I grew up in a world where I didn’t feel safe. Sexual abuse at age five, three divorces, the death of my father, drug abuse permeating my childhood neighborhood—many of these traumas I kept quiet. For years. I lived under that unwritten, unspoken mandate that to tell was to betray.
It wasn’t until I met Jesus at fifteen that the secrets started to spill. Knowing Jesus and His extravagant love for me helped me know that no matter what I shared, I was still wildly adored by Him. He gave me the courage to tell my story and an insatiable desire to be whole. Throughout college, where friends dared to pray me toward healing, I learned that healing erupts in the light of truth. Simply put, if we hide things, we fester. But if we want Jesus to uncage us, we have to tell the truth.
It does hurt when we acknowledge the pain from the past. Thankfully, Jesus comes to our rescue in two ways.
Consider Peter’s words in 1 Peter 2:24: “He himself bore our sins in his body on the tree, that we might die to sin and live to righteousness. By his wounds you have been healed.” See the beautiful juxtaposition there? Jesus’ death and sacrifice means he not only bears our sin, but His outrageous act also heals the wounds we received from others.
I am living testimony that it’s possible to heal from trauma. It’s possible for Jesus to so dynamically transform you that others would never know you walked that path of pain.
My life verse affirms this kind of personal revolution. I was nothing—a girl who questioned her worth—yet God chose me to show how well He can transform a broken life. Paul wrote, “But God chose the foolish things of the world to shame the wise; God chose the weak things of the world to shame the strong” (1 Corinthians 1: 27).
When I became a Christian, though, I didn’t quite understand all this. I thought I was supposed to be strong and perfect. I thought that for others to see Jesus in me, I had to push down my pain and not share it openly. I had to playact my way toward perfection.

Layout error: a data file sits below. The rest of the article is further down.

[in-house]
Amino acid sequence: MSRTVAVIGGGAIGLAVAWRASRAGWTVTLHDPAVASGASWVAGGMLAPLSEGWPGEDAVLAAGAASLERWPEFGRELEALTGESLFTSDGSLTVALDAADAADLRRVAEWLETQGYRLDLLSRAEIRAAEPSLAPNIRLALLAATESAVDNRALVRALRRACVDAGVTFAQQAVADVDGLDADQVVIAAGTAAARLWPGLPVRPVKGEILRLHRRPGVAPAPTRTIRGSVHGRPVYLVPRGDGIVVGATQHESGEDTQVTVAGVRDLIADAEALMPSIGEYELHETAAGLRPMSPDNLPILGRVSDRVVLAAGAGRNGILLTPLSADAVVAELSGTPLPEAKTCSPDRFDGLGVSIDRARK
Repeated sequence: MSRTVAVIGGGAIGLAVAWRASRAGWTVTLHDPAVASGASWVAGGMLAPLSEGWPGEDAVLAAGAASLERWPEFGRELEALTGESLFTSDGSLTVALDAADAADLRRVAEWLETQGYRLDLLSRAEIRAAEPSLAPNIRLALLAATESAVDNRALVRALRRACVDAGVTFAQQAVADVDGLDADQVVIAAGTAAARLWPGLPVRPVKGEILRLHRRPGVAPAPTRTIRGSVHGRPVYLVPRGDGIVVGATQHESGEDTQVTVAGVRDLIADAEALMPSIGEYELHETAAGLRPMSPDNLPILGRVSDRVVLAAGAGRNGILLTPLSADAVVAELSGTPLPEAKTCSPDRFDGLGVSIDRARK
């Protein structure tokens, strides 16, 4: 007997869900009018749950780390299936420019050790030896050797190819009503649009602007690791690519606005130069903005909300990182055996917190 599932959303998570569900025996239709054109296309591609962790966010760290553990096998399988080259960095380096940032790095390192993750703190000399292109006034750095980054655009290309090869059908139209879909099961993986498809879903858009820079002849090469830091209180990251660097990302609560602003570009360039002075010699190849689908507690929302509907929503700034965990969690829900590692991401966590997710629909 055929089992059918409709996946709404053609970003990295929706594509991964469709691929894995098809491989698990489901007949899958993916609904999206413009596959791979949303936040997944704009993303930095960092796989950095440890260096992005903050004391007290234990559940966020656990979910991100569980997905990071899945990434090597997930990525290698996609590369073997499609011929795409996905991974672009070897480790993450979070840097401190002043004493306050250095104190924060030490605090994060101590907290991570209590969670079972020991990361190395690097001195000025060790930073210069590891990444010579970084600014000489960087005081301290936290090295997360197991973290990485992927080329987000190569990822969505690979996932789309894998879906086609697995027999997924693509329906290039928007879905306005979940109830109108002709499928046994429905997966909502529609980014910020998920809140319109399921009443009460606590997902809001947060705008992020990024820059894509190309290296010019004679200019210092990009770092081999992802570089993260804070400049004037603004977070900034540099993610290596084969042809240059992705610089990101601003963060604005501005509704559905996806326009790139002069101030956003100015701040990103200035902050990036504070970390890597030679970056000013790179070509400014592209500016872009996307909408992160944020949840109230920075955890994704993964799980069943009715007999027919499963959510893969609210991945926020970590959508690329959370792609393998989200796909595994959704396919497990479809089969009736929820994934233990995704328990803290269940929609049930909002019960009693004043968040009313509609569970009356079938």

I now realize that God takes us on quests, not day hikes. (Click to tweet this.) Healing takes time. Throughout my twenties, when I married and had children, old wounds re-emerged. As a sexual abuse victim, I found the marriage bed scary. And when my daughters reached the age I’d been when neighborhood boys raped me (five years old), I panicked. For a long time, I disconnected from my three children and husband because the risk of intimacy was just too great.
In my thirties, I met with a couple of counselors. I moved across the country, which helped me heal from festering memories. I finally realized that Jesus loved me just for me. I still had questions about all the whys of my past, but I also felt contentment for the first time.
You may be thinking, Yes but you don’t know what I’ve endured. You don’t see the aftermath of my pain. You’re right. I don’t. But I’d like to invite you to think differently for a moment. Instead of seeing the past as a detriment, begin to see it as a stage for God to display His power. (Click to tweet this.) You actually have an advantage. Why? Because you know your need for Jesus. You know you can’t heal on your own. Your weakness is the very starting place for Jesus to let you out of your cage.
That’s the beauty of weakness. That’s why I can thank God for the fear, pain, and shame of my childhood. Because all those things helped me see my extreme need for Jesus to set me free.
You have a choice. You can either move forward or wallow in the past. Oswald Chambers wrote: “Let the past sleep, but let it sleep on the bosom of Christ, and go out into the irresistible future with Him.” We have an irresistible future ahead of us. After we’ve told the truth about the past and experienced God’s healing, it’s time to cultivate a holy anticipation for what God will unfold.
I am happy to say today that I’m a joyful mother of two teens and one twenty-something, a wife of twenty-two years to my husband Patrick, and a full time writer. I have the uncanny privilege of writing and speaking about uncaged living, helping audiences truly understand the power Jesus has to set us free from the past.
I used to think joy was impossible for me. But now I walk in it every day. That’s my prayer for you, too.